Prediction: 5th. The Rebels are improving and leaving the Force and Reds behind at the bottom of the Australian conference. The games in Perth and Brisbane between the Force and Reds should go a long way to deciding who ultimately finishes at the bottom of the pile.

Rebels

Major Ins: Ryan Cocker (Taranaki), Jamie Hagan (London Irish), James Hanson (Reds), Reece Hodge (Manly), Culum Retallick (Blues), Siliva Siliva (Brumbies), Adam Thomson (Reds).

Major Outs: Paul Alo-Emile (Stade Français), Luke Burgess (Zebre), Caderyn Neville (Reds), Telusa Veainu (Leicester Tigers).

The addition of Adam Thomson should fast-track the Rebels development on and off the field and it seems telling that he left Brisbane for Melbourne and an opportunity to be part of an improving Rebels side. The loss of Paul Alo-Emile is disappointing however, as despite Australia’s fine performance at the Rugby World Cup, good scrummaging props are still very hard to come by in the country.

Lock Luke Jones was one of the stories of the 2015 season and is the figurehead of an efficient and underrated Rebels pack. If he and the rest of the pack can continue to impress in 2016, the Rebels have enough playmakers in the back line now to punish opposing sides. There will be plenty of pressure on Jack Debreczeni this season to prove he has what it takes to be a legitimate starting Super Rugby fly-half.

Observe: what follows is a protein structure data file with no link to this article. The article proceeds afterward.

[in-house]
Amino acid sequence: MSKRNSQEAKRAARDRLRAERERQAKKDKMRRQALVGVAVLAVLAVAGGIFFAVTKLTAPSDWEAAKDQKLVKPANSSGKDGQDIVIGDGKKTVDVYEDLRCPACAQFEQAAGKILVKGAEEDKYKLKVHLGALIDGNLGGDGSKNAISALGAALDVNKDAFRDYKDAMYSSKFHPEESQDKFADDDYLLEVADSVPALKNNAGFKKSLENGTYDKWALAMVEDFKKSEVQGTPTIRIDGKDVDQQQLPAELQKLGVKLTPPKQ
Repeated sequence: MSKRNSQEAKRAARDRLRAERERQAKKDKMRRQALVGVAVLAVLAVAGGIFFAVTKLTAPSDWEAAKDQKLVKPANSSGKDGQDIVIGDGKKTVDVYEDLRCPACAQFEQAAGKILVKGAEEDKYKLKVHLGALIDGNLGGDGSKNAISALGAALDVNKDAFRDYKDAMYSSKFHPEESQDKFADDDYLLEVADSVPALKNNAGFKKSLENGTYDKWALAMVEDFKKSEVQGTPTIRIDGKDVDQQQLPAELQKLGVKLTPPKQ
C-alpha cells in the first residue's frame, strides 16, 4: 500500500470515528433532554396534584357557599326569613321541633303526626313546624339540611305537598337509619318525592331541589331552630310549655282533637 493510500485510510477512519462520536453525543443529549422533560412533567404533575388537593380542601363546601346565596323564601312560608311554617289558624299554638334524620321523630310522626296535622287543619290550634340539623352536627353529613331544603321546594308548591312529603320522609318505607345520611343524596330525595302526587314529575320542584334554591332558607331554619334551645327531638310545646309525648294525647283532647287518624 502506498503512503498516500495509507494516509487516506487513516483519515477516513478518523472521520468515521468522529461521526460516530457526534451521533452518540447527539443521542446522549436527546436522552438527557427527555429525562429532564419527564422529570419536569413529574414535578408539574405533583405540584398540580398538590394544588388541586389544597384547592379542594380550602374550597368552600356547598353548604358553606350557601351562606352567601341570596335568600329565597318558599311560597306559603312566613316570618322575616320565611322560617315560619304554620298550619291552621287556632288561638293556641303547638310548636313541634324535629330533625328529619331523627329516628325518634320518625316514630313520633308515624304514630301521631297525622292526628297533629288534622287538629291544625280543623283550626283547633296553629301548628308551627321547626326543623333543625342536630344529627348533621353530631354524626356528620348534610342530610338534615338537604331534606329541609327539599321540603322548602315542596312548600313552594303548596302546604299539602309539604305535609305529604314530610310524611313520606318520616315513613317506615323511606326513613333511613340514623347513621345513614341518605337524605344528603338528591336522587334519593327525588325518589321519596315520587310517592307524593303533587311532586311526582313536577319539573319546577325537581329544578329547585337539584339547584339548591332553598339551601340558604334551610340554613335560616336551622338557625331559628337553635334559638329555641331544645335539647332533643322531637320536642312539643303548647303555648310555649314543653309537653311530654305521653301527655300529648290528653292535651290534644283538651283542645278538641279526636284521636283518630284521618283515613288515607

Prediction: 3rd. If the ultra-competitive New Zealand conference sees sides taking points off of one another, there’s a good chance a third-place finish in the Australian division could be enough for the Rebels to make it into the playoffs. If the Rebels’ powerful centres can continue punching holes in opposition defences, they should end up comfortably clear of the Reds and Force.

Reds

Major Ins: Kane Douglas (Leinster), Ayumu Goromaru (Yamaha Jubilo), Junior Laloifi (Brisbane City), Ben Matwijow (Canterbury), Eto Nabuli (St George Illawarra Dragons), Caderyn Neville (Rebels), Izaia Perese, Lagi Setu, Lukhan Tui, Taniela Tupou, James Tuttle (all Queensland Country).

Major Outs: Quade Cooper (Toulon), Will Genia (Stade Français), James Hanson (Rebels), James Horwill (Harlequins), David McDuling (Sharks), James O’Connor (Toulon), Eddie Quirk (Sunwolves), Beau Robinson (Harlequins), Ben Tapuai (Force), Adam Thomson (Rebels), Lachlan Turner (Toulon).

Once heralded as a pairing that would see the Reds dominate Super Rugby, Will Genia and Quade Cooper both left Queensland this offseason, heading for the lucrative pastures of the Top 14. The highly-touted James Tuttle will help the fill the void created by Genia’s departure, while Cooper’s role will be filled by a cadre of young fly-halves, with the standout arguably Duncan Paia’aua at this point.